This is the stage where the business is an idea or concept that has not yet been implemented. Look at this stage as a development in which the people who have the idea seek feedback from the people around them to assess the potential to turn the dream into reality. Also, the target audience and competition with similar businesses are studied at this stage.

This is when the financing of the idea comes from individual investment. However, the founders are not alone at this stage as they can  receive support from business incubators and accelerators. Such partnerships play an essential role in consolidating and growing the business idea.

The average amount of financing in the “pre-seed” stage was about 500,000 USD or less, but it can reach up to 1 million. The amount depends on the source of financing and also the need of the business.


This is an exciting stage. The founders are starting to look for investors for financial support. To convince the investors to join your potential business, you need a solid business plan, an inspirational mission, and very clear goals in order to execute on your brilliant idea. At the same time, the “seed” begins to grow, so it needs the resources and expertise necessary for delivery.

The forms of financing at this stage are diverse: public aid, bootstrapping, business angels, or participation in business incubators, and crowdfunding.

Generally speaking, the funding rounds in the seed stage revolve around the amount of 1-4 million USD. In 2020, the average value was 4 million dollars, four times more than 10 years ago.

P.S. Since our mission is to help all the dare-takers out there put their dreams to work, we’ve taken significant steps and launched Startup Reaktor in partnership with ROTSA and Techceleratoran incubation platform that supports early-stage EU startups to innovate and grow. Registrations are OPEN and you can join the first cohort of founders.


Once the homework is done, it’s time to practice. This stage is the one in which the company launches. This comes bundled with a cool team, securing funding, and starting work on the development components. This is the step where the team works on gaining traction across the development and growth process, and it usually comprises of fundings between 2-15M USD. Look at this stage as one in which you put the spotlight on your product and start to improve it by implementing customers’ feedback.


This is the stage where the business flourishes. The startup has reached the level where it has a consistent customer base and a constant source of income; basically, when the company grows, the cash flow also grows. Across this stage of development, founders raise up to 30M USD to follow their business plans for expansion.


The exit stage is not mandatory for all startups. Some choose to become a significant and long-term company; others prefer to make an exit by selling the startup. This exit can take place in many ways, such as the sale of the founders’ shares to another company, the acquisition by another company, or an Initial Public Offering (IPO).


When Does a Startup Become a Grown-Up?

Startups.com Community says that a startup takes about 4 years to become a real business and somewhere around 7-10 to reach the success you imagined when you had that great idea. With a well-developed long-term strategy focused on growth or exit, you can certainly be successful. Of course, a growing business also needs financing… but we are talking about a different kind of financing with millions.


But… who invests in a startup?

There are undoubtedly several types of investors to fundraise from. How are they different, and what is the right one for your idea? Let’s take them one at a time.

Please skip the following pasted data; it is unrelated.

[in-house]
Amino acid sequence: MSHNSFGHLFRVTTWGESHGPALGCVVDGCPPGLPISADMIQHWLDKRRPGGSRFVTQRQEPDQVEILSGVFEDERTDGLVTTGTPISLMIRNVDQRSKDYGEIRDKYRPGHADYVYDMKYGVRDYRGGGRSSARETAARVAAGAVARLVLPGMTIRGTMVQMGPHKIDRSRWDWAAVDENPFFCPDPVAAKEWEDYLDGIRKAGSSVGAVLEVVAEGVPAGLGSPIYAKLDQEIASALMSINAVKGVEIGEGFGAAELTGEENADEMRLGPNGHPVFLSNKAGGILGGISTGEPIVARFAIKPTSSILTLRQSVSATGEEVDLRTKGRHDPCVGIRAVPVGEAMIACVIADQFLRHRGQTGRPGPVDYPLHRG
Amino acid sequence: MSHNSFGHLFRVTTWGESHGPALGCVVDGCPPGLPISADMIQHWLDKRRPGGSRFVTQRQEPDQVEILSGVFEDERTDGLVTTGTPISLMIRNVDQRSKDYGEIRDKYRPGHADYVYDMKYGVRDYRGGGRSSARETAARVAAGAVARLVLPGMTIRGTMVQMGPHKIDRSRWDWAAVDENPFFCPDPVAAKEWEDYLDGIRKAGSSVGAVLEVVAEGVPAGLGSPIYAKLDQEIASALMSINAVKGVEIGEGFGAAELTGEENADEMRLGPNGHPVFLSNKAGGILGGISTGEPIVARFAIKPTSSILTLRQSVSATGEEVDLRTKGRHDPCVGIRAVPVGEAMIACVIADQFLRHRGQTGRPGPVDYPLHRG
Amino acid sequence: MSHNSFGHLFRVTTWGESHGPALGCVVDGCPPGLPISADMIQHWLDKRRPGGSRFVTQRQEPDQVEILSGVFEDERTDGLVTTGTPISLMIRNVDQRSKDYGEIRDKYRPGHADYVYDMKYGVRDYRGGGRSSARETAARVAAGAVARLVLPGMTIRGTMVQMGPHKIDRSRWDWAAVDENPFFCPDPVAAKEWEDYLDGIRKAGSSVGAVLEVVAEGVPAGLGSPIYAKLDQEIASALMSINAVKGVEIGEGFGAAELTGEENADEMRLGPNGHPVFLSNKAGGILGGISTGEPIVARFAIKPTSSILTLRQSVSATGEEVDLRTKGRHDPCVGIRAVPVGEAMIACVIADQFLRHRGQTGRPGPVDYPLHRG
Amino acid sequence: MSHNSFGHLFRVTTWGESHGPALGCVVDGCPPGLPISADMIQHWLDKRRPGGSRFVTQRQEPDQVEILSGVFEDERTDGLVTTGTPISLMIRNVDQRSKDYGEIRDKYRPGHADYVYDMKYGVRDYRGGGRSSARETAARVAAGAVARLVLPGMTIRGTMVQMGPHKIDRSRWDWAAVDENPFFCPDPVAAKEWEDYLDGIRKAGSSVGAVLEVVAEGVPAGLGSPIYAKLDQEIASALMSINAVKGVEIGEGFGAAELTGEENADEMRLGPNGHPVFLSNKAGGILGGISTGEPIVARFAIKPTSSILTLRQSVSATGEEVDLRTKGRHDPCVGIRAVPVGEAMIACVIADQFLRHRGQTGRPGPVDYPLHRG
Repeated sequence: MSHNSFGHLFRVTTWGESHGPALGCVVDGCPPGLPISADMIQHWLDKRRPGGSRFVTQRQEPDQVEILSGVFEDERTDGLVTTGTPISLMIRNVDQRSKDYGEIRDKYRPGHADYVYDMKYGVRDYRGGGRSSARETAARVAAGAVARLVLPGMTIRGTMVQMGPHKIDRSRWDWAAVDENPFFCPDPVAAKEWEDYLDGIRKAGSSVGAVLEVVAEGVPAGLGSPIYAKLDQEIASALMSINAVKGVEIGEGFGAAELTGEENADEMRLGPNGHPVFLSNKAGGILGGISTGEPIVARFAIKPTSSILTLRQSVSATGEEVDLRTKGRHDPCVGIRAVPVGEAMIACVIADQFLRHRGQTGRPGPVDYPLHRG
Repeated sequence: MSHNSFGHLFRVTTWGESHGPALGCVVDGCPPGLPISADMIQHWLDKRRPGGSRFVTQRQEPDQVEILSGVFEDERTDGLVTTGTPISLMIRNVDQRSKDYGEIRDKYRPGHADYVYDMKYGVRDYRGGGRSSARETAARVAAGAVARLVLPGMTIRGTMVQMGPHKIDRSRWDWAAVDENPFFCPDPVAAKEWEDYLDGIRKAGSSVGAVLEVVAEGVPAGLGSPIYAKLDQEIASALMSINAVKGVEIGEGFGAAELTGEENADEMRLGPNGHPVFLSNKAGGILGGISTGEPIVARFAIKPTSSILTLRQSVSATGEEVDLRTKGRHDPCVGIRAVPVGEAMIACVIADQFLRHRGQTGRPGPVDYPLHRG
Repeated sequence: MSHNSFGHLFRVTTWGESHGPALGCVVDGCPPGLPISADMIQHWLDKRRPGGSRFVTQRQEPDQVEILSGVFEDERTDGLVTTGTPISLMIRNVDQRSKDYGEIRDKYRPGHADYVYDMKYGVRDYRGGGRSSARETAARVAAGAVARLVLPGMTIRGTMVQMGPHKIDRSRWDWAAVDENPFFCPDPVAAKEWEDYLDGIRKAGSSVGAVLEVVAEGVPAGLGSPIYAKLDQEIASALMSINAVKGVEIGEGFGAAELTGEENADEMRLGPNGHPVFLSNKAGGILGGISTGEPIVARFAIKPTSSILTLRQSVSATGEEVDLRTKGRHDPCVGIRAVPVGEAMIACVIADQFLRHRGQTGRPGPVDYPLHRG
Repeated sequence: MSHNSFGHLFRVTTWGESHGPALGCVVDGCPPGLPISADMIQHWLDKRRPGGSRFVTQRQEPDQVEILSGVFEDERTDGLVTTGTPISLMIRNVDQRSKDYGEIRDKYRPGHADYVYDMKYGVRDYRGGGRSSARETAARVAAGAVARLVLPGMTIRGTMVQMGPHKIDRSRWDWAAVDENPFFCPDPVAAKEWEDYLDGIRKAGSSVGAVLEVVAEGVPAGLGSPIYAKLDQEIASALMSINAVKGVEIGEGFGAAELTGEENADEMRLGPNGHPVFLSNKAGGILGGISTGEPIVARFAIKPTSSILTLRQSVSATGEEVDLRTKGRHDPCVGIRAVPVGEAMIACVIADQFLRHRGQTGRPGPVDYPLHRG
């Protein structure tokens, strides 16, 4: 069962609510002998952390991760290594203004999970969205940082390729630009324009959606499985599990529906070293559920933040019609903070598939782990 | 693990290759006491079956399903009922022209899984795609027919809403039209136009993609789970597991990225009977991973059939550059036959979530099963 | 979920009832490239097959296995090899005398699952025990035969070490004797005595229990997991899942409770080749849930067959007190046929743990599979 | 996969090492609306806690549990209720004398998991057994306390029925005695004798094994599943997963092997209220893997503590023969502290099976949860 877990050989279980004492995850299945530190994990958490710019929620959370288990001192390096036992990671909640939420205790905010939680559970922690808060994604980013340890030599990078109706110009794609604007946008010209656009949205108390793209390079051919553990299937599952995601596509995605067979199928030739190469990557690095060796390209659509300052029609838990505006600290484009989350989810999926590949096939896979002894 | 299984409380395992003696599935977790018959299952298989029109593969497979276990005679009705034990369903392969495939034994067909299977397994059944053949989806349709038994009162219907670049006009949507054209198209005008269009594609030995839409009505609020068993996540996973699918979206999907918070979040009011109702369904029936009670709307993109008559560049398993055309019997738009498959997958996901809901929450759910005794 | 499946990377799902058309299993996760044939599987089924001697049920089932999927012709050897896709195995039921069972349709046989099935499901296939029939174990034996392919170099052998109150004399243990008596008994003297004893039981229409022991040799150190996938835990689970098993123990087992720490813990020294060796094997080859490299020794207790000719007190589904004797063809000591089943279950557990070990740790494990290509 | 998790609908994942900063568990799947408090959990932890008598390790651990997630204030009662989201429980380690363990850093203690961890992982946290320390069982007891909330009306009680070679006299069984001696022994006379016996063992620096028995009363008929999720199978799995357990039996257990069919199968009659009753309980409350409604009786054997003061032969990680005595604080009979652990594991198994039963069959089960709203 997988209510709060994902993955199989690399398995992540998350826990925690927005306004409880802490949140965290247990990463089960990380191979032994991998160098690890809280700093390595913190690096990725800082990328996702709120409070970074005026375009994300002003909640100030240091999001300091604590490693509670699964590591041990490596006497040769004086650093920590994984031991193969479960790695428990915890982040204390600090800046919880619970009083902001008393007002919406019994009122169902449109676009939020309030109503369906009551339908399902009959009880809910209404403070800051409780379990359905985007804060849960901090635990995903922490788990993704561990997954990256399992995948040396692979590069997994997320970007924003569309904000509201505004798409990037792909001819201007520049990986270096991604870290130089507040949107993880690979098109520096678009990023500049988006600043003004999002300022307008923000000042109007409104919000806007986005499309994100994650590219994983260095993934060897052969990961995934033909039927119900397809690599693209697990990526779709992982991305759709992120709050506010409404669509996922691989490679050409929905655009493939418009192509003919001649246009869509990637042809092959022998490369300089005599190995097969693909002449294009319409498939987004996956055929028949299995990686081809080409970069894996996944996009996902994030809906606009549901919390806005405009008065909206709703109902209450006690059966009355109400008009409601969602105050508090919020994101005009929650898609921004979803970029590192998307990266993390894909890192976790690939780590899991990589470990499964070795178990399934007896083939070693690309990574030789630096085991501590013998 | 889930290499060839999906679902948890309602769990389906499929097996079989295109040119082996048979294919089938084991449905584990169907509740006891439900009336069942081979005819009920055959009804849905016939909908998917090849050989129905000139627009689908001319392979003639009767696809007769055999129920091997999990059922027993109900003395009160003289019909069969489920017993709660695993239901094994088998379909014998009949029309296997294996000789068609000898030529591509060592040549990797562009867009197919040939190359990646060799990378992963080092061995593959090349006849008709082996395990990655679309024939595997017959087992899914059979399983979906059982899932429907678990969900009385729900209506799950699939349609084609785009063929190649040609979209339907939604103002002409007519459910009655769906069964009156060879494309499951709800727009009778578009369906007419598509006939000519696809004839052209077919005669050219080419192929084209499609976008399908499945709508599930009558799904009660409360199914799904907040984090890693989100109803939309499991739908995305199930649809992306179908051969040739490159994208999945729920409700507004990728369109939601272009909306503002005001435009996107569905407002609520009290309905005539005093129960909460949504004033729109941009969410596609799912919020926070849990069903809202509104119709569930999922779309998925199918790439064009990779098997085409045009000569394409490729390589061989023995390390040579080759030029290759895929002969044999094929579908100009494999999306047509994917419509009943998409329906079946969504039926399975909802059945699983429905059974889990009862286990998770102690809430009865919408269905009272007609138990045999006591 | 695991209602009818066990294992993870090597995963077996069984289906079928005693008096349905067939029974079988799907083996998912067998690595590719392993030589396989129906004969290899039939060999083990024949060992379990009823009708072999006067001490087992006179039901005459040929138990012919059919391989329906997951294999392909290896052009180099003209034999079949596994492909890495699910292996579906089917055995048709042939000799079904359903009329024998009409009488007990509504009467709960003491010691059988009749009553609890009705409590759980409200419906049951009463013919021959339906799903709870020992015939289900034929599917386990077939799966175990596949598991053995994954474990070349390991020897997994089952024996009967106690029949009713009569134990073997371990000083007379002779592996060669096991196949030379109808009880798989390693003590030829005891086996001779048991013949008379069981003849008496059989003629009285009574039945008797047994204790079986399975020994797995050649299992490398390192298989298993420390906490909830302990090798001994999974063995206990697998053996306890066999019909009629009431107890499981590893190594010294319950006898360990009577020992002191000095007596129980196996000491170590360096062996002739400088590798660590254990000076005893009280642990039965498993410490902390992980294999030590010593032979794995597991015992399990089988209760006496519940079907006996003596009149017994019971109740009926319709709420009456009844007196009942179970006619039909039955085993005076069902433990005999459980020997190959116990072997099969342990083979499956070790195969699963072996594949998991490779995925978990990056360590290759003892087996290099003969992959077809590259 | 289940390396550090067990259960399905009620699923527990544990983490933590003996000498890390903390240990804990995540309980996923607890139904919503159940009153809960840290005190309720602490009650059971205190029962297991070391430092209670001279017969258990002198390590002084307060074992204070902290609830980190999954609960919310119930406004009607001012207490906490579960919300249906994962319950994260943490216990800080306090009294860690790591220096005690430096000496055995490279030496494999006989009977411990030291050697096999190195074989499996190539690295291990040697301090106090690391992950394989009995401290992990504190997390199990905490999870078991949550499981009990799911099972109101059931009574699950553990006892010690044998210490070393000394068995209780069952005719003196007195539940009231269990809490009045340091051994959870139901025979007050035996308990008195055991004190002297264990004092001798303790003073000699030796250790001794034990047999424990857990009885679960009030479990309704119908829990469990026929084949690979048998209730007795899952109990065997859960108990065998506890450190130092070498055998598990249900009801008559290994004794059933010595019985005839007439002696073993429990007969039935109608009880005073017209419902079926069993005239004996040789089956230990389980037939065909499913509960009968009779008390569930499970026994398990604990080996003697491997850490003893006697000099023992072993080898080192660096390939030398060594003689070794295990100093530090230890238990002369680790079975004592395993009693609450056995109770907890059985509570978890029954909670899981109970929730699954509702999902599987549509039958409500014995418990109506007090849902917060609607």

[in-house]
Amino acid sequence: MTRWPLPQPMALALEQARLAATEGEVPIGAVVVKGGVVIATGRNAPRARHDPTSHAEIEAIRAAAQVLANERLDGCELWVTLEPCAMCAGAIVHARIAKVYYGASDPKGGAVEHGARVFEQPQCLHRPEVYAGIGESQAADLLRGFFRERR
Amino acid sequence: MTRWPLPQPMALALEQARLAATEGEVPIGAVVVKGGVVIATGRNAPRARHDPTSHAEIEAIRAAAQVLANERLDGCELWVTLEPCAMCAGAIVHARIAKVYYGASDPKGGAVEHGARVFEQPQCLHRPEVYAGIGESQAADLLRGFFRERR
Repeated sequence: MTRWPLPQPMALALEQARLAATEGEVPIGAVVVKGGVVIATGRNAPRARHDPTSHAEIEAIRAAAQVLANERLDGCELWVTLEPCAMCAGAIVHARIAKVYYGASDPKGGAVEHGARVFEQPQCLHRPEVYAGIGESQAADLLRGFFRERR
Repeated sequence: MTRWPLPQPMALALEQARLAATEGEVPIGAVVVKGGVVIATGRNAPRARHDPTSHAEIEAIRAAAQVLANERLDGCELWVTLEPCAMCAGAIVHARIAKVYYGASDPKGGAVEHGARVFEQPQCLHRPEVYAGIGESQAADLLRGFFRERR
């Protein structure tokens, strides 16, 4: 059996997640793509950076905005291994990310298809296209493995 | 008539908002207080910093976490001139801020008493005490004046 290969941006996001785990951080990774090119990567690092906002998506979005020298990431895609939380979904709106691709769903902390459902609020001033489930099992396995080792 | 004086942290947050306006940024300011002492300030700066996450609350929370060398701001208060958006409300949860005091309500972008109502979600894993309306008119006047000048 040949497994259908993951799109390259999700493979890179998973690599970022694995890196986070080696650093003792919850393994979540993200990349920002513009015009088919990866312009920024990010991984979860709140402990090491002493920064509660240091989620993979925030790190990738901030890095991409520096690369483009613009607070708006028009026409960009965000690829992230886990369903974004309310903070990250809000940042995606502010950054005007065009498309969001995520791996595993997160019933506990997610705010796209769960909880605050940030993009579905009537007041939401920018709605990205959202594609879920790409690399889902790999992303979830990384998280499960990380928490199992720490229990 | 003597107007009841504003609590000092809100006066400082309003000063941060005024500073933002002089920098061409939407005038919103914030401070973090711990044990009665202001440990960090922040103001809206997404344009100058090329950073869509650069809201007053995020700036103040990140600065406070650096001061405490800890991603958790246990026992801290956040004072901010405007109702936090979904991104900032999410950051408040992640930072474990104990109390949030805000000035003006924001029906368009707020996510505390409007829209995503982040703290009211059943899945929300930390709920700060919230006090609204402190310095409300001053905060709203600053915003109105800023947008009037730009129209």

Friends & Family

At least at the beginning of the startup journey, you can approach your friends or family. Maybe they can’t afford much money, but even a tiny amount can make a difference in the early stage. Let’s not forget the moral support of people who know and trust you.


It is a good idea for a new business, product, or idea. Basically, through small sums from large groups of people, you get to finance your idea. It is an innovative and good alternative, and, with the help of the power of the online community, you can get valuable insights and access to new customers. Several crowdfunding platforms can help you to launch a campaign.

Banks and Government Agencies

They may not have actual investor status, but they can offer you access to capital. From the banks’ financing programs to the government agencies’ grant programs, you can get reasonable amounts of money. If at the bank you bind to them for a specific term by paying a rate, you definitely have some specific limitations at the state programs. In Romania, between 2014 and 2020, there were 50 support programs for science, technology, innovation and entrepreneurship. The budget allocated for them was over EUR 3.6 billion, coming from the European Structural Funds (ESIF) and national funds.

Angel Investors

You get in touch with accredited investors in the seed stage or even above. They have a high interest in small businesses with potential. You can find them online, at pitch events, or through common connections.


These are the holy spirit of beginner entrepreneurs. We are talking about big money here to fuel the success of your business and gain a good place in the market. They show more interest in Series A, B, and C fundraising rounds than earlier.


And what’s behind the investors mindset?

And now let’s turn our attention to investor psychology, too. Beyond the status that investment entities have, they fervently share a thought: the appetite for investment. They have a shared mission, that’s for sure. They want to find bold ideas in which to believe that they will definitely bring a positive impact in society. A very good idea should benefit more, not just their investors. Investors are looking for that “je ne sais quoi”, but more insights from the investors’ mindset can be found in our article dedicated to Emotion Mindsets >>

In Conclusion

Startup Life is not an easy one, it is getting you out of your comfort zone and offers you a disruptive life-changing experience. Be ready to commit 24/7.  Got a great idea? Start working on it!